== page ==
The long-term goal of our laboratory is to understand how the antiapoptotic protein survivin and its splice variants (e.g., survivin-2B, survivin-ΔEx3, survivin-3B) play a role in tumorigenesis and cancer progression. Survivin plays critical roles in regulating the cell cycle and mitosis. The prominent expression of survivin appears in all human malignancies, and is low or absent in most normal tissue. This suggests that it would be an ideal target for cancer therapy.
Using cancer cell-based survivin-reporter systems via high throughput screening (HTS) of compound libraries, followed by in vitro and in vivo analyses of HTS-derived hit-lead compounds, we identified a small molecule FL118 and demonstrated that FL118 has significant antitumor activity in several human xenograft tumor animal models. We actively pursue opportunities to translate our laboratory findings to clinics.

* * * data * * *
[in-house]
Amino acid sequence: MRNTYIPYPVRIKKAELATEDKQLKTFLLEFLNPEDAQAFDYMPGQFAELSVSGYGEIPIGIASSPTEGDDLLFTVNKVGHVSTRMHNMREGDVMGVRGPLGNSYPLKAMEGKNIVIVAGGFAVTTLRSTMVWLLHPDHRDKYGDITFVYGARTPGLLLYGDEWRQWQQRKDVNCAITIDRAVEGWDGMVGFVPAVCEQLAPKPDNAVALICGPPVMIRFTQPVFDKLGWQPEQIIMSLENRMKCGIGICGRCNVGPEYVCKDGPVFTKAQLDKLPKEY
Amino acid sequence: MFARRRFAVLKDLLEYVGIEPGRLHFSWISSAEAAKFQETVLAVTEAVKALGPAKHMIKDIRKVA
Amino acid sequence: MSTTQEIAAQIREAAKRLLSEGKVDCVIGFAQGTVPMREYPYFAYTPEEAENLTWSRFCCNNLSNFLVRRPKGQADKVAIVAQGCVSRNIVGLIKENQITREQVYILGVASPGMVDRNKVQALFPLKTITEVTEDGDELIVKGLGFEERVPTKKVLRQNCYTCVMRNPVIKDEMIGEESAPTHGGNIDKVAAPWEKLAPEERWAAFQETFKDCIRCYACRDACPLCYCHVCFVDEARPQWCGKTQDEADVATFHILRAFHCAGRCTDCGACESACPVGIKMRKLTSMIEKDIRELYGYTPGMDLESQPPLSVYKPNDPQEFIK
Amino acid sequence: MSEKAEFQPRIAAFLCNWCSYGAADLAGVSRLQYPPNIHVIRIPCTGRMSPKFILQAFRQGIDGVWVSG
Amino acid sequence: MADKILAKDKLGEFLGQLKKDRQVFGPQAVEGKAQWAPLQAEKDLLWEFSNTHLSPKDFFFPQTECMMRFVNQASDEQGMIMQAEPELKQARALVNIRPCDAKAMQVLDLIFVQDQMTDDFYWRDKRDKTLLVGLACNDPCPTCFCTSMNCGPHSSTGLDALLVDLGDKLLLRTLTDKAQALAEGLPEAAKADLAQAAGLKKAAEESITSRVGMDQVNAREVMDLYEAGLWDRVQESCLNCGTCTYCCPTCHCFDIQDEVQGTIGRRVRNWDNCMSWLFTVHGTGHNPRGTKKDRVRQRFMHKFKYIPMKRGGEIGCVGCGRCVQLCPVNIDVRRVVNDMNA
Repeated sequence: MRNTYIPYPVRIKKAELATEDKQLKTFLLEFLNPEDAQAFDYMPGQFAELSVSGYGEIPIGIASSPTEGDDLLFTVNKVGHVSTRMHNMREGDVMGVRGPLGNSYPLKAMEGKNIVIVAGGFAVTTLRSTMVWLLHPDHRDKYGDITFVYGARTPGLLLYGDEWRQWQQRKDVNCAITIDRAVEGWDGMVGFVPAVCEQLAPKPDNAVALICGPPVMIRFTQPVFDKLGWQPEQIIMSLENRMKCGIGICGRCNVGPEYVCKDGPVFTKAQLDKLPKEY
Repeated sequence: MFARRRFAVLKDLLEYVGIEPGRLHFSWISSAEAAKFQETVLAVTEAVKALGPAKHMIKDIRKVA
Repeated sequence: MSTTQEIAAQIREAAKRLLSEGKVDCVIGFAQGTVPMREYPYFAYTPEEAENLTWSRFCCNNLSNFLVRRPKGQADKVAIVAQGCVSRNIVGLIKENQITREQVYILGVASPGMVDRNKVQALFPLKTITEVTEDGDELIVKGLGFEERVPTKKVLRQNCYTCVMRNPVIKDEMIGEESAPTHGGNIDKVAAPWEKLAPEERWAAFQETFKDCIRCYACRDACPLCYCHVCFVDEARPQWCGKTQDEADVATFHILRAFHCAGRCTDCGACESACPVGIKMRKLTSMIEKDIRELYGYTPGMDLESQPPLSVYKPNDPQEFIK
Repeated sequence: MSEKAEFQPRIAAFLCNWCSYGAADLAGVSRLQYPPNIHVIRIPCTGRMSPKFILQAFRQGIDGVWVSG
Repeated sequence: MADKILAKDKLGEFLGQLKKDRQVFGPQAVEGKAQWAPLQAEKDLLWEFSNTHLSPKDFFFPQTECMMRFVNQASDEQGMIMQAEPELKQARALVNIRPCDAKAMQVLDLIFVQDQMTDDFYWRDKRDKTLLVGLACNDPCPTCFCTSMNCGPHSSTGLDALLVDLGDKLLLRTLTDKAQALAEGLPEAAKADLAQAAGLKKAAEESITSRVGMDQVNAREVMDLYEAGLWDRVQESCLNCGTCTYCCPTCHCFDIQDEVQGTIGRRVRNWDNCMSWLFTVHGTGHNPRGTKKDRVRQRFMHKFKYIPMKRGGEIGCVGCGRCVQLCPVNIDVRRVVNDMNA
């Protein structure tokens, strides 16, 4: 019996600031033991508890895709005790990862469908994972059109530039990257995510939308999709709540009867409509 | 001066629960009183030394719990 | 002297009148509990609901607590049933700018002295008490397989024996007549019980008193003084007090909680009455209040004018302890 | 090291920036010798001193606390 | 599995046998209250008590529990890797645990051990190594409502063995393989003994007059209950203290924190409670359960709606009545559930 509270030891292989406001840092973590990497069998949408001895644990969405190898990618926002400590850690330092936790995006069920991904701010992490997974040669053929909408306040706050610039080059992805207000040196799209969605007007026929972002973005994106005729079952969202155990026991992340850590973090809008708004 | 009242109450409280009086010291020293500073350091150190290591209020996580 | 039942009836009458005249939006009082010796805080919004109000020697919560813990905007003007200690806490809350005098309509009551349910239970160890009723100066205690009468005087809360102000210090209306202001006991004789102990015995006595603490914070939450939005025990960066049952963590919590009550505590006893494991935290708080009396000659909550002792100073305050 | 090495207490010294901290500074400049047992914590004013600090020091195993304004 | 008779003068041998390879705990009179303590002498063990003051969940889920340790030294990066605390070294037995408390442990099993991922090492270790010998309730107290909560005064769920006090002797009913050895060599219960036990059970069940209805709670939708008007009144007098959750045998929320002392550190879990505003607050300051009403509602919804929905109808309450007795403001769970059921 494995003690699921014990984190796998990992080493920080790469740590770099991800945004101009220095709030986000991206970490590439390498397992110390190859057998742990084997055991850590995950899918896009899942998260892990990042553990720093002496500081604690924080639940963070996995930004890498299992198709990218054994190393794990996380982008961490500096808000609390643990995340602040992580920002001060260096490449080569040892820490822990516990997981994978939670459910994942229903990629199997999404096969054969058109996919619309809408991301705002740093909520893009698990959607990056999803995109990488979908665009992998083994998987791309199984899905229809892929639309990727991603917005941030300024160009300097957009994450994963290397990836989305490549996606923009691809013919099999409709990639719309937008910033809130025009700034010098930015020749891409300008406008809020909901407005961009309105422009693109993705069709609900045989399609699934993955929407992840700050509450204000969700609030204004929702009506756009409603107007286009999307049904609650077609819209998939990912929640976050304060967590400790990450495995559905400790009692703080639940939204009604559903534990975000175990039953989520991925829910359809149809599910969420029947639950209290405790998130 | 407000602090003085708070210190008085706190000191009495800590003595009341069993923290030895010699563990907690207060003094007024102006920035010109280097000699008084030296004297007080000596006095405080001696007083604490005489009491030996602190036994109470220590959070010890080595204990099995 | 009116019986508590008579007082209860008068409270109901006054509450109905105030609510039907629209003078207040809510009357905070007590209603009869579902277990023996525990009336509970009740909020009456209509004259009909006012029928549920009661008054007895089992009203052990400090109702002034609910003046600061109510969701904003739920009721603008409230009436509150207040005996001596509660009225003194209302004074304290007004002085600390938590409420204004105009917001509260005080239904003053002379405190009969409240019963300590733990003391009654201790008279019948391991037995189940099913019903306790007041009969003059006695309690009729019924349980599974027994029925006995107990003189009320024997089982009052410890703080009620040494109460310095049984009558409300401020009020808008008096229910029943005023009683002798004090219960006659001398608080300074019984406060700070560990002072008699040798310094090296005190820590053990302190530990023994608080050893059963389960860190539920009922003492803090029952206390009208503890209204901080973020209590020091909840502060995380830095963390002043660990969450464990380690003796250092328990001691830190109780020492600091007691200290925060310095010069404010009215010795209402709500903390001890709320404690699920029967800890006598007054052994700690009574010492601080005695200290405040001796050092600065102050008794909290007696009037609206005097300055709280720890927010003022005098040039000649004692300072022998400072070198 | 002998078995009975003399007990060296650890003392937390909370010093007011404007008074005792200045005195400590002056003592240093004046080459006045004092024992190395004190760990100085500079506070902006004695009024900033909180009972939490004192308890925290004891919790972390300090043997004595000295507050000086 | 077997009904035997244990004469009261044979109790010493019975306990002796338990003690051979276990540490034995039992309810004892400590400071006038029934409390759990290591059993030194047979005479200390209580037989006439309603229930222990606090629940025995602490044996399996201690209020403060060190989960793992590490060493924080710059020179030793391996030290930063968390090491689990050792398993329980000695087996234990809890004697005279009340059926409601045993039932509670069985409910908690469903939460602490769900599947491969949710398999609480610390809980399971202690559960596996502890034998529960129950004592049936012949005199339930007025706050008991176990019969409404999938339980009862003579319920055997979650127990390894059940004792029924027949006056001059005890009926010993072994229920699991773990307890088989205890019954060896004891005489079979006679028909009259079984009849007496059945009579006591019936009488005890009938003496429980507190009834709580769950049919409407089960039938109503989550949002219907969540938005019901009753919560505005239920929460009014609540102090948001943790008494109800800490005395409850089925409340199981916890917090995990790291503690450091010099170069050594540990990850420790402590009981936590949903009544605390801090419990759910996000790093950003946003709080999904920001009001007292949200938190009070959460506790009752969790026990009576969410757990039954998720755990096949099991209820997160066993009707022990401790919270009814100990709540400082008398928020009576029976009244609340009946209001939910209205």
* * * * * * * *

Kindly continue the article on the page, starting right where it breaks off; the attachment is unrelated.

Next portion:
Our current research focuses on: the molecular mechanisms of action of FL118, the DMPK profile and potential side effects induced by FL118 treatment. In addition, survivin isoforms perform different functions in distinct subcellular compartments. We characterized several novel survivin splicing variants and we are addressing their functions in cancer development and cancer treatment.
Our lab work is supported by NIH/NCI, DOD and many public or private foundations.